3 FILMS BY BELA TARR THAT WILL REWARD YOUR PATIENCE
One can savor the greatest artworks if by incorporating one key element patience it pays off in most cases!
To most general audiences the term slow cinema might be an alien concept, but to seasoned cinephiles, this term is very well known. Once a person comes across works from different nations, genres, and styles they begin to discover each form of the medium in its true and complete essence and they get to derive the very essence of the medium with each film they watch. This is precisely when one comes across terms and styles such as slow cinema, it is a type of work that takes time to establish a word; its pace is generally much slower than usual commercial films. Slow films are also mostly heavy on mise-en-scene and the most accomplished artists associated with this medium use image and sound to open up the full range of the potential of the medium. Bela Tarr is a master among them. Bela Tarr hails from Hungary and is a visionary of the cinematic medium, he has been working for the better part of three decades and it is astounding that he hasn’t had many films in this time. Each of his works is exemplary for their use of cameras, and the way he portrays the human condition. Tarr elevates narrative cinema to another level, his works are usually longer in runtime than the average film, but if you watch it will reward and enrich your viewing experience. This list contains works of Bella Tarr from early in his career to his most recent masterpieces, all of his works have traveled to the most important and prestigious international film festivals around the world and one who plans to get into this art form must experience his work.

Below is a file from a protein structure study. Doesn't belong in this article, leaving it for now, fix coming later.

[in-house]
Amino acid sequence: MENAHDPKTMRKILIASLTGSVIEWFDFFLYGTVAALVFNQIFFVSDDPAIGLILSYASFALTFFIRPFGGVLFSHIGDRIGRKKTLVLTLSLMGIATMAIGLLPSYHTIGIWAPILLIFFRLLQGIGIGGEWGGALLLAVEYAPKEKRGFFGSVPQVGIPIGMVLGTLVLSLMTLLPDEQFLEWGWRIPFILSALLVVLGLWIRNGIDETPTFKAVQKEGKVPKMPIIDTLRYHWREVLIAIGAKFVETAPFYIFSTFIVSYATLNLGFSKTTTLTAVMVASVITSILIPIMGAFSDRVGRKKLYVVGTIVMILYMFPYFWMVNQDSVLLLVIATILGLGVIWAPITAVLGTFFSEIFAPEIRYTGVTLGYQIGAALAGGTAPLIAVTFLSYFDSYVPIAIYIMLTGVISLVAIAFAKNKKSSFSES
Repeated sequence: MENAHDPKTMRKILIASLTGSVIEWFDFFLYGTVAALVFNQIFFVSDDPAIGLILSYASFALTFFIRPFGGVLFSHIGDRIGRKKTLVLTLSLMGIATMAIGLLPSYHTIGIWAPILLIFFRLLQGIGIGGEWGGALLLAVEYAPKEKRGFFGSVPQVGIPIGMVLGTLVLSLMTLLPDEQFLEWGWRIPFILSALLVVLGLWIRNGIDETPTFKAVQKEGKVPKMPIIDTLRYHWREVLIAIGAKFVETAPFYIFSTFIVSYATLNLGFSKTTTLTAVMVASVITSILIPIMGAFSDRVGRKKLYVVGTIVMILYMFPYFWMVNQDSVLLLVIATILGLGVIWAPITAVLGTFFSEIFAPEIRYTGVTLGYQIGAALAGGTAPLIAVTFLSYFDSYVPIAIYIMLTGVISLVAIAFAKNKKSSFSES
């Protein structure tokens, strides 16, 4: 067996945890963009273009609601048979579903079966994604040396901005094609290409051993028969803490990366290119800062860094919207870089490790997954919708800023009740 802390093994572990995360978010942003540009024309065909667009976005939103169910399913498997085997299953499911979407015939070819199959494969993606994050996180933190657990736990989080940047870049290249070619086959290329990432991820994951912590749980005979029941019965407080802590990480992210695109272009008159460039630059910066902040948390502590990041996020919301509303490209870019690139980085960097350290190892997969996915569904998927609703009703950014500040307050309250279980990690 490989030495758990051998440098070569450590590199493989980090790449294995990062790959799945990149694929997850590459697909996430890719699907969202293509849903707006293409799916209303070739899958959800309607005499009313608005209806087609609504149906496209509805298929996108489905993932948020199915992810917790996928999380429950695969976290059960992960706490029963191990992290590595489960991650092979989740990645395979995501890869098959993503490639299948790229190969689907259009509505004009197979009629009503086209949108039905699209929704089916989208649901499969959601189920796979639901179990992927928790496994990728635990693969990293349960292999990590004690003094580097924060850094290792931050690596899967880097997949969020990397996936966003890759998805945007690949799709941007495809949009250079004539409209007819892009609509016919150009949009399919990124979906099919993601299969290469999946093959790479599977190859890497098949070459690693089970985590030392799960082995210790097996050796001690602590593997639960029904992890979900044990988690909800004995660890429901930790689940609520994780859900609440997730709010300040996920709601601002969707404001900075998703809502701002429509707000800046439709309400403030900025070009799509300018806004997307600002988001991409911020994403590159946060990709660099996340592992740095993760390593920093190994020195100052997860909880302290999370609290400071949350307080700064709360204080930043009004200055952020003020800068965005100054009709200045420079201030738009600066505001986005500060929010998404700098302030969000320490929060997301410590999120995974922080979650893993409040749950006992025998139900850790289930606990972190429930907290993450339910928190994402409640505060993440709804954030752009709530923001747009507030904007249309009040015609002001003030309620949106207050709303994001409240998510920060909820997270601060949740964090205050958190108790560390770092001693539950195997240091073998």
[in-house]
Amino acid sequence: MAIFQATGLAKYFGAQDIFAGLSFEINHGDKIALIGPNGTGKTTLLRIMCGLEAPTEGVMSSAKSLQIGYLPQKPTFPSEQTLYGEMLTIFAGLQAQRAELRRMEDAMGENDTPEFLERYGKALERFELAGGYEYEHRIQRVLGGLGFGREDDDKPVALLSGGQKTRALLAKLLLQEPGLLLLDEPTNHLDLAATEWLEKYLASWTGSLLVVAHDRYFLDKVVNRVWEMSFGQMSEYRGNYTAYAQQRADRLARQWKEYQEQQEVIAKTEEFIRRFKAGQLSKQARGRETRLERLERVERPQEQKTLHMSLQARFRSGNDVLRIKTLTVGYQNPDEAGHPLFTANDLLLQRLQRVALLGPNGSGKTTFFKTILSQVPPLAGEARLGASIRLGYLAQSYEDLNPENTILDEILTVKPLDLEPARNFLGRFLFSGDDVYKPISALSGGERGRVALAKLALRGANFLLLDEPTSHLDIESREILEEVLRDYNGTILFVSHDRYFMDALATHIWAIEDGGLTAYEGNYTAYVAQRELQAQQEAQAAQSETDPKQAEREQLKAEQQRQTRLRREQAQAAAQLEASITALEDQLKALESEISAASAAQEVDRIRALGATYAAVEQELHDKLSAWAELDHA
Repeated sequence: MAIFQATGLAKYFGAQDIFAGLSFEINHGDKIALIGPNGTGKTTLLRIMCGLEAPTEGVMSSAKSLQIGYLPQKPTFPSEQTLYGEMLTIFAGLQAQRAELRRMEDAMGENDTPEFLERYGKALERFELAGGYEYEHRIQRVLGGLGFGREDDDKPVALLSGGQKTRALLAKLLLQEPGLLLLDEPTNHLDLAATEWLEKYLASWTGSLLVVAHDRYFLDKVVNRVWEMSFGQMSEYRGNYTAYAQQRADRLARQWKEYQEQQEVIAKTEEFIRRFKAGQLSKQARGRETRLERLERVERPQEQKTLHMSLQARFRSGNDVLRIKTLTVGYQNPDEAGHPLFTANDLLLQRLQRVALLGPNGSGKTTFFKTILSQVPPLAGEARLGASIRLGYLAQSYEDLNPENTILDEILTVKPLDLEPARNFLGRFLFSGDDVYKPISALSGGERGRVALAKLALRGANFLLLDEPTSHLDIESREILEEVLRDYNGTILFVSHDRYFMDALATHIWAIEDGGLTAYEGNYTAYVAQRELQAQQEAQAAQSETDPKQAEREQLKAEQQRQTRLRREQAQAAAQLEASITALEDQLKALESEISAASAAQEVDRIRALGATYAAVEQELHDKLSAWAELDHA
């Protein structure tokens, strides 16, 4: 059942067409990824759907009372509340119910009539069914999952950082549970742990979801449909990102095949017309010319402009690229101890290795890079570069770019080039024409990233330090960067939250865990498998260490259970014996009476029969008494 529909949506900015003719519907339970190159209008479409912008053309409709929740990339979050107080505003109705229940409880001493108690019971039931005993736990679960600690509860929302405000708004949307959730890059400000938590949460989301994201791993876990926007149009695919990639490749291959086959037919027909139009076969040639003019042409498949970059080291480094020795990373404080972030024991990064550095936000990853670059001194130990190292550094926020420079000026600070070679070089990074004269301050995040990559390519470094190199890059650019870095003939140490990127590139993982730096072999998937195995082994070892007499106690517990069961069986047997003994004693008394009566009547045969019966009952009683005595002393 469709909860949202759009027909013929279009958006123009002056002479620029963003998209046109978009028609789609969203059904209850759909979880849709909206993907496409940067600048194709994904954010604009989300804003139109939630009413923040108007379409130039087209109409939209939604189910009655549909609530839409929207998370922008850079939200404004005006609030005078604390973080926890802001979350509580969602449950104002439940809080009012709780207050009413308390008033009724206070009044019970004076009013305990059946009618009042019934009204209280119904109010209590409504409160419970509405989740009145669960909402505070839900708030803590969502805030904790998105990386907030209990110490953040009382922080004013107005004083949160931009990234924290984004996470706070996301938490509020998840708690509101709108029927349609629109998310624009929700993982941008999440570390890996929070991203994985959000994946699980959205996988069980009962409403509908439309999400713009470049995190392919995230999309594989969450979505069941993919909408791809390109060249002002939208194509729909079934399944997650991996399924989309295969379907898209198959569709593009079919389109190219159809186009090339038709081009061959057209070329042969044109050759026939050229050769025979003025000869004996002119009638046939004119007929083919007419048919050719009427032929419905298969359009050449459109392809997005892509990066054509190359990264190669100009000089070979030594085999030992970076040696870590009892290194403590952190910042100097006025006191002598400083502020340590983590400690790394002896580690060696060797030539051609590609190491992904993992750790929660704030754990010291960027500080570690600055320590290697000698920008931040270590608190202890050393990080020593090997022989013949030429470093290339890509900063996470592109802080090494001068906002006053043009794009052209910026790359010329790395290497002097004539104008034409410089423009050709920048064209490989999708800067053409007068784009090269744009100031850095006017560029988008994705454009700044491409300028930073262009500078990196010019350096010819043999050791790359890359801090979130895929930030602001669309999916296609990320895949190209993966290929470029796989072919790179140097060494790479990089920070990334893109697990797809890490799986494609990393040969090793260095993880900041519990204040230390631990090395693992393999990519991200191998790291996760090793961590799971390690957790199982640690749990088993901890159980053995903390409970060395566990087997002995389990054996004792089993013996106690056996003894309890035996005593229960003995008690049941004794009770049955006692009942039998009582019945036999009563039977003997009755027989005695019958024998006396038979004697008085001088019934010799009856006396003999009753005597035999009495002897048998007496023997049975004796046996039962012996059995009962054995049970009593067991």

The Turin Horse
Bella Tarr’s most recent work is not unlike his previous ones it evokes a lot of deep emotions in the viewer and by the end the runtime starts to affect the viewer almost directly, its long runtime establishes the narrative and the Claustrophobia within the world of characters.
One of Bela Tarr’s early works is filled with his quintessential trademark long-drawn shots that move from one place to another and beautiful black-and-white cinematography that is extremely captivating to watch. Karhozat is important to watch as from it one can track the progression of his work.
Perhaps one the longest yet best works in cinema with an eight-hour runtime, Satantango is unique. It tells the story of time itself and sitting through an eight-hour film might sound very daunting but it is surely worth it. This is also widely considered Bela Tarr’s best work.